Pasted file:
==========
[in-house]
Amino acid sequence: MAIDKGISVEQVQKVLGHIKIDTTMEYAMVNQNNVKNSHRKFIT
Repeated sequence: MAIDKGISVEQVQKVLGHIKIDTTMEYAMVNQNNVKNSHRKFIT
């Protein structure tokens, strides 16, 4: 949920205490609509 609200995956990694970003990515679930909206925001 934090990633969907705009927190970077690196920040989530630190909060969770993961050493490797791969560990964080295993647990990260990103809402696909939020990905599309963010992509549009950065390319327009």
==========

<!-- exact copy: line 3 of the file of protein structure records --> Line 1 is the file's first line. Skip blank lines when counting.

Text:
Repeated sequence: MAIDKGISVEQVQKVLGHIKIDTTMEYAMVNQNNVKNSHRKFIT